Note: Where available, the PDF/Word icon below is provided to view the complete and fully formatted document
Tax Laws Amendment (Public Benefit Test) Bill 2010

ACTING CHAIR —I welcome Mr David Locke and Ms Joanne Edwardes from the United Kingdom charities commission to today’s hearing. Before inviting you to make an opening statement, I would like to remind you that the privileges and protections of parliamentary privilege cannot extend to jurisdictions outside of Australia, so your evidence should be given knowing the limitations of the Australian Senate to protect you outside of the Australian jurisdiction. This is a public hearing, although the committee may agree to a request to give evidence in camera or may determine that certain evidence should be heard in camera. Would you like to make an opening statement?

Ms Edwardes —Yes. We are from the Charity Commission for England and Wales, and we have been invited to give evidence today and to talk about the public benefit test that we have in England and Wales. We are very grateful for the opportunity to make this submission. We are very interested to see this new piece of legislation that is being proposed. The public benefit test in England and Wales is something that has existed in our common law for many hundreds of years. It was only very recently, in 2006, that the UK parliament introduced the new Charities Act, which re-emphasised the need for all charitable organisations to have aims which are for the public benefit.

This followed a number of years in which the Charities Bill was debated in parliament, and there was a great deal of debate in parliament and also in the media and in the public about what ‘public benefit’ means. There was a lot of discussion about whether a public benefit statutory definition should be included in the Charities Act. In the end, parliament decided not to include a definition but to make provision for the Charity Commission of England and Wales, as the regulator, to issue guidance on what the public benefit test means in our law. This is what the Charity Commission has done, and we also have a statutory objective: to raise awareness and understanding of what that public benefit requirement means.

We issued our guidance in 2008, which was when the public benefit requirement as stated in the Charities Act came into being. Since that time, we have issued some supplementary guidance to further inform what that requirement means for charities in England and Wales. It is fair to say that it is quite a complicated piece of legislation in terms of what is in the common-law charity law. It does take quite a bit of explaining, but we have done that in our guidance and boiled it down to a number of key principles that charities have to meet. This applies to all charities, regardless of what charitable purpose they have.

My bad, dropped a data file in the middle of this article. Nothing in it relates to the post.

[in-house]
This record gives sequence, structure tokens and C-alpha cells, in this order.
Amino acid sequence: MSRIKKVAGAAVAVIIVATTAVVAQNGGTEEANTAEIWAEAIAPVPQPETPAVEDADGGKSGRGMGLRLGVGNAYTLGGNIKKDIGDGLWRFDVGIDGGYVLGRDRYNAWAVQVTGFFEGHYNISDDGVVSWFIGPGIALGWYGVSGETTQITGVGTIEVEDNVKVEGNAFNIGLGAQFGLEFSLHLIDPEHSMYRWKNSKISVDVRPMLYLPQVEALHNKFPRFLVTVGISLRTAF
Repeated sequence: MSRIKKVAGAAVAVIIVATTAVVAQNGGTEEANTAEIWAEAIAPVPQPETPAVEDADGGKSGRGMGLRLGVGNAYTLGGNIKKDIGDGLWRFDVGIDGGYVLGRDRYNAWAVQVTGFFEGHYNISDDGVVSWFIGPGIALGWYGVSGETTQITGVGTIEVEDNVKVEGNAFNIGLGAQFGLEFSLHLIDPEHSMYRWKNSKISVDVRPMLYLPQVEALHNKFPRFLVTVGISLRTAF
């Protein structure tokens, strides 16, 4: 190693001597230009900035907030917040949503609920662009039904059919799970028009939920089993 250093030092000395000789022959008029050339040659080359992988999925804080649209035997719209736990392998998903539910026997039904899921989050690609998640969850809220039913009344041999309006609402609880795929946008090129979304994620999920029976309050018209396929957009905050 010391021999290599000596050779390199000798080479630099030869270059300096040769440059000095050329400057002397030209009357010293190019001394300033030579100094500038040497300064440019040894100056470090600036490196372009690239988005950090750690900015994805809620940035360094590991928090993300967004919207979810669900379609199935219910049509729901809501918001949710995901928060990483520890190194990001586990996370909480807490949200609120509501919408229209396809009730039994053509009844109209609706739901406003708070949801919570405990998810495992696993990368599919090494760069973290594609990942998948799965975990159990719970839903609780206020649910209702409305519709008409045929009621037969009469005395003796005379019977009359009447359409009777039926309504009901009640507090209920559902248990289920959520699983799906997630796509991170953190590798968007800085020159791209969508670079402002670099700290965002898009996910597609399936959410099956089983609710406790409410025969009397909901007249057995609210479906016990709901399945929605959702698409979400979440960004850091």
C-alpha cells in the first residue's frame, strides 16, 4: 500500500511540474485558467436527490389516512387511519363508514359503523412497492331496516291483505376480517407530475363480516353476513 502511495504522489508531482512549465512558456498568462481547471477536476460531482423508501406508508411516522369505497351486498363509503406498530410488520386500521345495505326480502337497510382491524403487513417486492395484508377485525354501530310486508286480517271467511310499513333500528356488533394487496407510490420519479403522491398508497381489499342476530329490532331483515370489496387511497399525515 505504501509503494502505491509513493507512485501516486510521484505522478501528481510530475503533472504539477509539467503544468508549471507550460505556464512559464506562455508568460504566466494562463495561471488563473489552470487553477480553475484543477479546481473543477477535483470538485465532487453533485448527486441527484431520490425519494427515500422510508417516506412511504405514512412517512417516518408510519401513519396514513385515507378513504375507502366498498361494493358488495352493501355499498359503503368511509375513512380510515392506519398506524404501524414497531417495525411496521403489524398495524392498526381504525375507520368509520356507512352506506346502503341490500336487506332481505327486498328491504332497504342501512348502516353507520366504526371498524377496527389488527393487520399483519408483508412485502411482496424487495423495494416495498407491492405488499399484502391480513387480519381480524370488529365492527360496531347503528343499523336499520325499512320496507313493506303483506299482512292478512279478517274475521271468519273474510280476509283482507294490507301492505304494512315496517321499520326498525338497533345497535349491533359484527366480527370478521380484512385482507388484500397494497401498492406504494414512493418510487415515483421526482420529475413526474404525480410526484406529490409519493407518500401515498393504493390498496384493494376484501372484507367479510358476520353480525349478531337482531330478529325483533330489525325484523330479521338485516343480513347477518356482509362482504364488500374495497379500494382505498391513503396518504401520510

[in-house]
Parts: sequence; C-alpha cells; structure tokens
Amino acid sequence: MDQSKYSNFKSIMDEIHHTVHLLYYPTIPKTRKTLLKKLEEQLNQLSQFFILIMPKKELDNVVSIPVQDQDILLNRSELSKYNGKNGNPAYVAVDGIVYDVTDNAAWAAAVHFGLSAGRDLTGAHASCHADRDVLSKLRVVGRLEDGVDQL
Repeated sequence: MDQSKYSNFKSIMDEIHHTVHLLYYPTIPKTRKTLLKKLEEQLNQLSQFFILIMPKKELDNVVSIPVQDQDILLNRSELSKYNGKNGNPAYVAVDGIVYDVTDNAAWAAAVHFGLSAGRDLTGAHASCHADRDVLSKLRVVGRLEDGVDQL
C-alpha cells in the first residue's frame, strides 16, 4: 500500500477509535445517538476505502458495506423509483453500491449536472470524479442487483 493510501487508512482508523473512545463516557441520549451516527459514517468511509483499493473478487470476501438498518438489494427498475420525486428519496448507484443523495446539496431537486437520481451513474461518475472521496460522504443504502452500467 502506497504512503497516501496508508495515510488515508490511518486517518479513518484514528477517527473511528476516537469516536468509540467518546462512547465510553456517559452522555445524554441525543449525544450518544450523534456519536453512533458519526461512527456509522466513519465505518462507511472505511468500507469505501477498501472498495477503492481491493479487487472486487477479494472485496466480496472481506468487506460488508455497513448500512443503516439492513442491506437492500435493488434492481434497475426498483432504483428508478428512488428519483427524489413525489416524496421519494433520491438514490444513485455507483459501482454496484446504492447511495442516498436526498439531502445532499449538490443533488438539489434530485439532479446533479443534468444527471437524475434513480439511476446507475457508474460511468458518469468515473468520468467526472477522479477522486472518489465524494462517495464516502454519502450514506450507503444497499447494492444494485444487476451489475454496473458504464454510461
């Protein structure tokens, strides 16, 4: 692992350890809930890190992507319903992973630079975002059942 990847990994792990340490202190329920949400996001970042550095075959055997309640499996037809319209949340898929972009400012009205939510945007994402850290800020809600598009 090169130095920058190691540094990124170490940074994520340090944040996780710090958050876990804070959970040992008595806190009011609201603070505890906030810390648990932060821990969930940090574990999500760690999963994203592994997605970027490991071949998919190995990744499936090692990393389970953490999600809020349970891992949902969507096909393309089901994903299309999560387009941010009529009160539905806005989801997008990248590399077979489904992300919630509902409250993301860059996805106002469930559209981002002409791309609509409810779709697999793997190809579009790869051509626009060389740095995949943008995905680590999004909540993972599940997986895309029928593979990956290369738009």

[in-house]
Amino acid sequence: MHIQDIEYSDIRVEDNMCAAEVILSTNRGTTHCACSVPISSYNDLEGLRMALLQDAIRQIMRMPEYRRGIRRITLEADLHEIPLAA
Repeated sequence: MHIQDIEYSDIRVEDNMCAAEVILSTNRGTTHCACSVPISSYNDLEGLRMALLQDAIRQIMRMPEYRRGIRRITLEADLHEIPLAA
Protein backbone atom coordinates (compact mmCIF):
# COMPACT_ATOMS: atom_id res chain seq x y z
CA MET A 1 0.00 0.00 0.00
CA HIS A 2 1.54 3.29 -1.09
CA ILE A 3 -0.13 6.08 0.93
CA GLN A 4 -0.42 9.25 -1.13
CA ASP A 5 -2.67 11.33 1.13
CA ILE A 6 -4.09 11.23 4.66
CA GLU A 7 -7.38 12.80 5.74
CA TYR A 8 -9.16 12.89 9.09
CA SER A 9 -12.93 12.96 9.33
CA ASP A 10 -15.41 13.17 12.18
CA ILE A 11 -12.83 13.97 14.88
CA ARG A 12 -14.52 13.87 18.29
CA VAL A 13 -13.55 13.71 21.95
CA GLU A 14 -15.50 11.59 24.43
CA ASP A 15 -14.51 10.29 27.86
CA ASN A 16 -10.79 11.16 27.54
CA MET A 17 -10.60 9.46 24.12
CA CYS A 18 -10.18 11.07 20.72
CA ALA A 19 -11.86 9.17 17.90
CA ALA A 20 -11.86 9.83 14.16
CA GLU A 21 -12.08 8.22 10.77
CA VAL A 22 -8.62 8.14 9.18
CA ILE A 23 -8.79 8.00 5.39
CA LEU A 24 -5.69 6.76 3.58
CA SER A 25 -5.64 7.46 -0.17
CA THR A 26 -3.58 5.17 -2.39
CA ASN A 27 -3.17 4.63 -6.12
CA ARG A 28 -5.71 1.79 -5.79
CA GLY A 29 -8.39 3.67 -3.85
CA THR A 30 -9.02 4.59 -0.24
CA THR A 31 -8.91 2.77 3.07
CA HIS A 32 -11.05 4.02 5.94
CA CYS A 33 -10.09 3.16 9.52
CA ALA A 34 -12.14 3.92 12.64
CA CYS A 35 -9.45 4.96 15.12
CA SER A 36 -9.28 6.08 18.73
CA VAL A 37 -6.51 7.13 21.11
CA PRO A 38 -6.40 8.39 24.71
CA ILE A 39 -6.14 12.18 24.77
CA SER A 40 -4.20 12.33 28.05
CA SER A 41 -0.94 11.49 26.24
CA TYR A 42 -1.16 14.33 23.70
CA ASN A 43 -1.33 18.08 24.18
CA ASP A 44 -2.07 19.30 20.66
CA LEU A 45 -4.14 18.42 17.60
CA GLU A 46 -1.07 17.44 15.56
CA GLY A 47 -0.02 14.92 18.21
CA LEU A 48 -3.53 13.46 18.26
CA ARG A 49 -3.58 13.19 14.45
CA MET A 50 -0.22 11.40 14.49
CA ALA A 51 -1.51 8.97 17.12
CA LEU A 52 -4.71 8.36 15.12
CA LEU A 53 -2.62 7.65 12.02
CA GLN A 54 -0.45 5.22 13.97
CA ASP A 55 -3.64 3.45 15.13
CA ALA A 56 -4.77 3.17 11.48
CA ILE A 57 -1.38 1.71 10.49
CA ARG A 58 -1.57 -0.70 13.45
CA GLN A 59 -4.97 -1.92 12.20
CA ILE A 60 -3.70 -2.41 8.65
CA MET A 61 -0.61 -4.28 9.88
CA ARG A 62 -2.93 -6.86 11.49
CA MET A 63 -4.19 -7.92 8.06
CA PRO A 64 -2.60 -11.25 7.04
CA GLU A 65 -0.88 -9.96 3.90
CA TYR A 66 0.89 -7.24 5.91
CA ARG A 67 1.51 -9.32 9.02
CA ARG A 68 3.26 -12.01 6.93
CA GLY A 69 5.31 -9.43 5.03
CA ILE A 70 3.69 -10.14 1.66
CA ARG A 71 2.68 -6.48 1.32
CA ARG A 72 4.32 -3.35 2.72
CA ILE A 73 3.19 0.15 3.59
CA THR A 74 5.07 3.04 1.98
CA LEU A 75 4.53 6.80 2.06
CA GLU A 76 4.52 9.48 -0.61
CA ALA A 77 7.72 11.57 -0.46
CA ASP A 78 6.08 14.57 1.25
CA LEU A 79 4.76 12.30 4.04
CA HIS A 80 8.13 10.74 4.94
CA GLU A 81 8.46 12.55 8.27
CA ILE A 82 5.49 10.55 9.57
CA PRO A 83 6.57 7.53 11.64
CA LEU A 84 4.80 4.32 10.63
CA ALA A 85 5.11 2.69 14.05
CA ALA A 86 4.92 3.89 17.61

One of the other significant things that the Charities Act did was it removed something in law which was called a presumption of public benefit. This was where charities that were concerned with the relief of poverty or the advancement of education or the advancement of religion were previously presumed to be for the public benefit unless there was some evidence to the contrary. In the Charities Act that presumption was removed in the common law. This means that the public benefit requirement is now the same for all charities, regardless of their purposes. That was the only key change, really, in terms of the public benefit requirement itself. We have applied that public benefit requirement to some individual charities just to illustrate what that requirement looks like if it is played out in the context of different purposes, and that includes charities for the advancement of religion and some fee-charging residential care homes and fee-charging independent schools. We have published the results of those on our website, along with all our guidance.

So it is something that has been with us for a long time. Certainly charities in England and Wales are used to having to demonstrate public benefit. Greater emphasis is now on it and there is greater clarity from our guidance about what that requirement means in England and Wales. If there are any questions about our test or how we have applied it we would be happy to answer them.

ACTING CHAIR —Thank you very much. We will be asking you some questions.

Senator XENOPHON —I have a preliminary question. In essence are you saying that, as a result of the 2006 legislation, there is no longer a presumption of public benefit? In other words, is it almost a reverse onus in the sense that previously the common-law position was that a public benefit was presumed and you would need to show evidence to the contrary but now you need to show in a positive sense a public benefit before the charitable status supplies?

Mr Locke —The position is that, on registration, we would always look at the issues of private benefit and public benefit. We did this prior to the introduction of the 2006 act; however, if the charity was, for example, for the advancement of religion or the relief of poverty or the advancement of education, there would be a presumption that it was for the public benefit. So in effect, on registration, if there was evidence of private benefit or significant private benefit then that may be such as to reverse the presumption and we would ask further questions. So the test has always been there, but the assumption has been that organisations furthering these purposes would probably be for the public benefit and we would be looking to see whether there were any factors on registration that indicated otherwise that would, in effect, reverse that presumption.